I have bought an sleep mask/eye thing like you get on a plane, so I don’t see the machine moving around me which has helped a lot. 🙏
  • Anne65
    Anne65 Member Posts: 425
    @Temple So sorry you have had such a bad experience with your treatment. it is a time when we feel very vulnerable & we feel like our world has been turned upside down so I little "love" can go a long way.
    I have had a very different experience through my rad & every other treatment/surgery. I had all mine done privately & I cant speak highly enough for the love, care & support shown to me. When i read posts like yours, i do feel very sorry for you & I feel very blessed & lucky that I have felt nothing but praise & admiration for everyone who has cared for me along the way. There were lots of hugs & I even cried on my last day of rad as the people who cared for me, were now not going to be there for me. I did develop quite a bond with the many who treated me. I am a chatterbox & by the end of my 3 weeks we all knew each others names, families & what we were all doing on the weekends! They even invited me back a few weeks later for a group meeting to discuss any improvements they could do but unfortunately I couldnt go as i had another surgery booked for the day after & i lived in the country.
    Again, I feel very sorry for your experience & I hope that you come across some loving, supportive care in the future as it sounds like you deserve it!! Take care. xx

  • arpie
    arpie Member Posts: 7,247
    edited November 2019
    Sorry you're having a bad experience with your rads, @Temple - such a shame, as it is quite an intimate relationship that develops over the period of a month or more.  I had a few different staff over the period, but more times than not, I had the same ladies, which was terrific.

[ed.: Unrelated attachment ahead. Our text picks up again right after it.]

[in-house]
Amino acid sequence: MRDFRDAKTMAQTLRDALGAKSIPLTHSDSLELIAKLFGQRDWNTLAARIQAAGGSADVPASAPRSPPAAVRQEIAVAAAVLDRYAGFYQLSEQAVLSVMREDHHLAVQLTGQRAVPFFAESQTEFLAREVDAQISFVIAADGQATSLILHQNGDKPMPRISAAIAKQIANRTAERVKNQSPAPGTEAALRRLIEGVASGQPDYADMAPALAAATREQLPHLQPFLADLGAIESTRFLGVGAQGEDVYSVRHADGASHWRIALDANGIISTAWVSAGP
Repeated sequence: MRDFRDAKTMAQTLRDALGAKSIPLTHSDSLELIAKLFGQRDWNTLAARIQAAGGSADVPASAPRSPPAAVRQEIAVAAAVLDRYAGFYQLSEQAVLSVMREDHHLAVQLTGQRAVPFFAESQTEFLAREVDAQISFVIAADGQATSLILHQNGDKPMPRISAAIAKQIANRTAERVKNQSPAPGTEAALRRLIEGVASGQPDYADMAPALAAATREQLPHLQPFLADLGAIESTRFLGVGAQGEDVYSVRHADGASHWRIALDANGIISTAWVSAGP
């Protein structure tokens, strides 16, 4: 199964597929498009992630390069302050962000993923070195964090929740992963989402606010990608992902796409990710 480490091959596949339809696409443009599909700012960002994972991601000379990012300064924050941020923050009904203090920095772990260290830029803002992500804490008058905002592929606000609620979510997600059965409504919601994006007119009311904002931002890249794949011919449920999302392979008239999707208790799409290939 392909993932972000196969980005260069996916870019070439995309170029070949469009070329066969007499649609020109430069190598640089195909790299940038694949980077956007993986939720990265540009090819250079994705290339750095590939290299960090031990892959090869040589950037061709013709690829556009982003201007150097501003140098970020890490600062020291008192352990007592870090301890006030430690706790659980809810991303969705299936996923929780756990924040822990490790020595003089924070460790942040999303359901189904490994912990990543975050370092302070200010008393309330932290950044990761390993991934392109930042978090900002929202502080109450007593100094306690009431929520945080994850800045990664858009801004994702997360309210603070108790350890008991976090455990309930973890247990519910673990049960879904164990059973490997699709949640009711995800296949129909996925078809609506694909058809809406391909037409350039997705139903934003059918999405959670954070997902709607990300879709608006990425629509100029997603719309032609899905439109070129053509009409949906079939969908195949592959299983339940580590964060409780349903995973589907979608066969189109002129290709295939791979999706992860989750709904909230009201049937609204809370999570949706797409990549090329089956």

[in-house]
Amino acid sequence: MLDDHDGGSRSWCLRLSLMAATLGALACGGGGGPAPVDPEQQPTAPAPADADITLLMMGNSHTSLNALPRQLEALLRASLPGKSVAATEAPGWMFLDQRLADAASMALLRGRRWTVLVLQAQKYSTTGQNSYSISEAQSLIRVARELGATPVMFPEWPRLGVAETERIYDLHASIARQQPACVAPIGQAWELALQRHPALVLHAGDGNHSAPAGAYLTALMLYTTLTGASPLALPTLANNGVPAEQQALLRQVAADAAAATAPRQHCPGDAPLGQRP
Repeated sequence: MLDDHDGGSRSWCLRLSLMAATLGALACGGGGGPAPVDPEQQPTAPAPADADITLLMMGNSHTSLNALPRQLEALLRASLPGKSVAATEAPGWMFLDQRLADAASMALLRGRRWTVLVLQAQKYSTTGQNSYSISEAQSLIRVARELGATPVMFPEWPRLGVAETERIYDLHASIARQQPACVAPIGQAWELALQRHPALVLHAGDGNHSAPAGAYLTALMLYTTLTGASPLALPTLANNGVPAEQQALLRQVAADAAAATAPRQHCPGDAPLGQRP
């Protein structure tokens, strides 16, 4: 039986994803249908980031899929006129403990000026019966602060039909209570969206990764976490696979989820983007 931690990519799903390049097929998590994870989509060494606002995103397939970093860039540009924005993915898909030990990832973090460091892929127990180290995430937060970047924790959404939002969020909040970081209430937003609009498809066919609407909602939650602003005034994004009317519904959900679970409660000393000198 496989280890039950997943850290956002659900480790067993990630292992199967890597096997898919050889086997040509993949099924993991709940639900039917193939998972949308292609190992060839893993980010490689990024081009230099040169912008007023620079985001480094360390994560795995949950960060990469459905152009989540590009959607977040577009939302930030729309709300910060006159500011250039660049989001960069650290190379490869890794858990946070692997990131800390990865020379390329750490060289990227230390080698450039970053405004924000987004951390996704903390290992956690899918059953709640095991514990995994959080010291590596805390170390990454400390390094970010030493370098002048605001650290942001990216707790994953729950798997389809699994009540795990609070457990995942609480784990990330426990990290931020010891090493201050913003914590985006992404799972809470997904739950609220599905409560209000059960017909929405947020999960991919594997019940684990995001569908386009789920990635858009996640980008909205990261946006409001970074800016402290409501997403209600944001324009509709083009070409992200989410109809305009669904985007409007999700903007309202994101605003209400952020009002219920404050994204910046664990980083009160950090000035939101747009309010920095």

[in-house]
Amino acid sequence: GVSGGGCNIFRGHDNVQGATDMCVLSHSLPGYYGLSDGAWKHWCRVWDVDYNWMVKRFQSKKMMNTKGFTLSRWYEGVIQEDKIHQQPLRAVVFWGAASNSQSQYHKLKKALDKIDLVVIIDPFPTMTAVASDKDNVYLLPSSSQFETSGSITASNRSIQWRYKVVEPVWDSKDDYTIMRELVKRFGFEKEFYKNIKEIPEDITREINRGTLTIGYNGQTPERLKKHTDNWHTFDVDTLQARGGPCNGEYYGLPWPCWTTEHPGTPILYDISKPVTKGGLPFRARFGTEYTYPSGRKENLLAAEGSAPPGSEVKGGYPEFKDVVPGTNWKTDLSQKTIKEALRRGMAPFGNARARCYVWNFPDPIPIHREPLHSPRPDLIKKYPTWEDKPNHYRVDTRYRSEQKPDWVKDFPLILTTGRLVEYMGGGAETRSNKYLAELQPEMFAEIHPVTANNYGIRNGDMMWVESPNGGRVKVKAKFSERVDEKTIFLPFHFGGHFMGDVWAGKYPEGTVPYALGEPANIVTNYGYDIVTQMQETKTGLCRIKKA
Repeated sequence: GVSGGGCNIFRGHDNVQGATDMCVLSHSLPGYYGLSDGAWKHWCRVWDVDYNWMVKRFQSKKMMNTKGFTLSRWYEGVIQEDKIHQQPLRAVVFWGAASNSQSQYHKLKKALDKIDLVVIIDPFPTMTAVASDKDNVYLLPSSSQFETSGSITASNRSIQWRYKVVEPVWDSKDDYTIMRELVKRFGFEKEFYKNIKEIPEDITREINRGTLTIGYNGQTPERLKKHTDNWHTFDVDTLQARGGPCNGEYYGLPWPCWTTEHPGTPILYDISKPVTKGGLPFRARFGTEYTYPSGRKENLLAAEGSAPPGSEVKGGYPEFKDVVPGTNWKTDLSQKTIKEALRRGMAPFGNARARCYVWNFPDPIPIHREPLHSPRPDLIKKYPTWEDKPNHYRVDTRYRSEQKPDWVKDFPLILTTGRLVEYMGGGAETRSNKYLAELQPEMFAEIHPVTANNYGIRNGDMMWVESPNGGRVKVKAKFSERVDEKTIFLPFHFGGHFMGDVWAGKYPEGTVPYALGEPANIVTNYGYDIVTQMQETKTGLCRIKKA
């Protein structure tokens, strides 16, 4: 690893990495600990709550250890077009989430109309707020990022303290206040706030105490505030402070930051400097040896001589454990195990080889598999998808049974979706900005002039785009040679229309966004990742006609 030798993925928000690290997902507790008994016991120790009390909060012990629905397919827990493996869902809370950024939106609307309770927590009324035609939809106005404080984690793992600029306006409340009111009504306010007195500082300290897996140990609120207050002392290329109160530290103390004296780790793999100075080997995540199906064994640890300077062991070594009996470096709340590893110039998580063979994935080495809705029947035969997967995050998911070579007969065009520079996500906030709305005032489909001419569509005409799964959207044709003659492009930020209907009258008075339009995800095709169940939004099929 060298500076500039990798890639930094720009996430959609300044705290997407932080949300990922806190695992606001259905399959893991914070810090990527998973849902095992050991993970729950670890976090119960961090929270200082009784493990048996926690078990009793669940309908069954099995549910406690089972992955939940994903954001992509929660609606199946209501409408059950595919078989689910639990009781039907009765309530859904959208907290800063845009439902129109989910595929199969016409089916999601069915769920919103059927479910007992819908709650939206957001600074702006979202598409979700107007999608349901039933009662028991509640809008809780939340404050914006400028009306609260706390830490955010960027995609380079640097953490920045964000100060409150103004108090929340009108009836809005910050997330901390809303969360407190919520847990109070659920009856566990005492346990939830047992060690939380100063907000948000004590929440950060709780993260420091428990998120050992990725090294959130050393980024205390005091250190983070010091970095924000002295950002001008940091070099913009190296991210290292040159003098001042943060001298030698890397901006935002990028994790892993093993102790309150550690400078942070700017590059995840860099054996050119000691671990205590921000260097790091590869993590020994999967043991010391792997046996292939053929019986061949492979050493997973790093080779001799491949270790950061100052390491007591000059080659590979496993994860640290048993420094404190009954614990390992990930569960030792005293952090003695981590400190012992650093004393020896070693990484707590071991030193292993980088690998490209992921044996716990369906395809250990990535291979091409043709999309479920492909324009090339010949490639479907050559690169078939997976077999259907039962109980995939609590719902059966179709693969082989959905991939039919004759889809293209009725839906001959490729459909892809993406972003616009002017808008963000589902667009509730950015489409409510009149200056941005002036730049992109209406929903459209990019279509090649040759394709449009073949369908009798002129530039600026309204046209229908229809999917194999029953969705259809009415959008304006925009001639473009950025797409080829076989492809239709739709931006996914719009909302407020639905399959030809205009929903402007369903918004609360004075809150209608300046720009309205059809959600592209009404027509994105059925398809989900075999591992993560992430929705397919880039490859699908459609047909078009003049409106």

Like @Mira  and @Anne65 - my experience was quite comforting and whilst there isn't any chatting once on the table, everyone was very friendly and chatty upon arriving & before leaving!  They even asked my preferred music on my first day & always made sure they had 60s-90s rock playing for me!  They even remembered personal details that we'd discussed previously too .... I was amazed, given the numbers of people that they must see.

    I did my best to get 'into the position' correctly every time .... I made it into a bit of a game, really!   They would say "Just wriggle over here a tad" and I would.  They were very gentle with me - lots of 'stroking' and gentle pushing to get me into the 'zone'.

    Like @Anne65  - I also cried on my final session - it was whilst sitting in the change room that it dawned on me .... they had become my 'security blanket' more than any of my other experiences since being diagnosed (other than my wonderful GP who found my lumps initially.)  So it didn't look very professional, with me being face down, with a snotty, running nose, trying not to sniffle & move from position!! And I got lots of hugs when I left.

    Being rural, I was lucky & was staying on the hospital grounds for the month as well, at the Cancer Lodge - so just had a 3 minute walk to & from the department every morning or afternoon - so no need to drive anywhere.

    As @JoeyLiz (who is a radiologist) says - it is really only the 'before & after' where chatting can go on .. and they take their cue from their patients.

    I hope the rest of your rads becomes 'easier' for you as you continue.    Take care  xx

  • Mira
    Mira Member Posts: 678
    @Temple that's a great idea to take a sleep mask!  I wish I'd thought of it.   Ask them to put on some meditation or relaxation music while you're there, and then lie down throw your mask on and tell them to wake you up when they're done.  Let them do all the work while you have a bit of relaxation time.